Coping With Anxiety in SobrietyComments (1)
The Feeling Good Handbook by David D. Burns (Paperback - May 1, 1999)
It seems that book is older in date & they would have newer info??? Or is this a book that maybe I should read as well? Any help please!
Dr. Richard Schultz Says...
First and foremost, a hearty congratulations to you on 16 months of sobriety. That is outstanding!!
For starters, I am honestly unsure as to what a "tel-a-med" doc is, but it does not exactly sound like the ideal "one stop shop" for the support in recovery from addiction and anxiety that we mental health professionals would consider ideal for you, given your situation. If that is your source for meds, fine. But it's probably not enough to handle everything. Otherwise, you wouldn't be writing to me!
It is quite common, and very understandible, that a newly sober individual will experience a broad rush of somewhat foreign, and perhaps distressing, feelings and experiences to emerge after "self-medication" has ceased. The removal of meth from the equation simply gives you the opportunity to directly address the difficult feelings that were being masked in the first place. So, it is not believed that sobriety would be a direct road to freedom from these underlying challenges, contrary to what you may have expected (sorry!). In fact, as anxiety is a natural part of being human, and is hardwired for evoulutionary purposes; it's emergence is, again, rather normal.
I do not know how qualified your "tel-a-med" provider is in treating anxiety with tools other than medicine, but psychological treatment (meaning that which is delivered in addition to, or instead of meds) has been shown to be extremely effective and is, in many cases of anxiety, more effective over the longterm than medicine is, on it's own. And yes, concern about abuse potential with minor tranquilizers would also be a risk and I commend you for being mindful of this.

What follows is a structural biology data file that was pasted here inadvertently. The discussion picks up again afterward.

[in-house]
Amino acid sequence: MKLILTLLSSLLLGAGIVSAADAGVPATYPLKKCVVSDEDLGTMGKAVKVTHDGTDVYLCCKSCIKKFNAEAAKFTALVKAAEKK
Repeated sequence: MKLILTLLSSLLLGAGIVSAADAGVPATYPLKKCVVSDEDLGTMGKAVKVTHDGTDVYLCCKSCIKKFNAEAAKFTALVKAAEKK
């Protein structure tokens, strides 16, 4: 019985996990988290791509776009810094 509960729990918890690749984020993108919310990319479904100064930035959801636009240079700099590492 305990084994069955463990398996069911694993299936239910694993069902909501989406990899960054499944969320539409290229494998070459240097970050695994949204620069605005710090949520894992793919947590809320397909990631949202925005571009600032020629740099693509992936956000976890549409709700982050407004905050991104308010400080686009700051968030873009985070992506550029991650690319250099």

So, you clearly need some additional tools and techniques for managing your anxiety in addition to the medications you are taking (although you are not taking anything to directly address anxiety, and I am unsure as to what condition the chlorpromazine is addressing). My best recommendation for you would be to have you to begin working with a psychologist well-trained in the treatment of anxiety. Ideally, you would want a provider who has advanced training in cognitive-behavioral therapy, aka CBT. I do not know what your resources are for obtaining such treatment, but this would be the best next step.
If you cannot obtain face to face consultation/treatment with such a provider, you can certainly make use of written materials, which do, in most cases, prove helpful in recovery.
If anxiety is your primary "monster" (worry, nervousness, worst case scenario thinking), then I would suggest you start reading David Burns' excellent book, "When Panic Attacks." This is the most up to date of his writings about anxiety. "The Feeling Good Handbook" is also still quite relevant, and also includes sections on depression, anger, and relationship skills. Both books will, however, begin to help you learn the theories and applied concepts of CBT, and will most certainly start you off in the right direction. If your primary struggle is with panic attacks or social anxiety, useful resources for these conditions can be found in the "resources" section of my website, drschultz.org.
I do hope this information is useful, and I am sorry for the distress you are experiencing. These difficulties ARE, however, quite treatable with or without medication, so I want to encourage you to use the resources I have suggested, in addition to other traditional recovery tools (twelve step meetings, etc.).
Again, Bravo to you for conquering such a difficult challenge (freedom from meth)! Surely, each additional step you take toward continued recovery will be easier than that one. Please keep me posted on your progress and feel free to write back if I can be of any further assistance.
Richard E. Schultz, Ph.D.
Page last updated Jul 22, 2016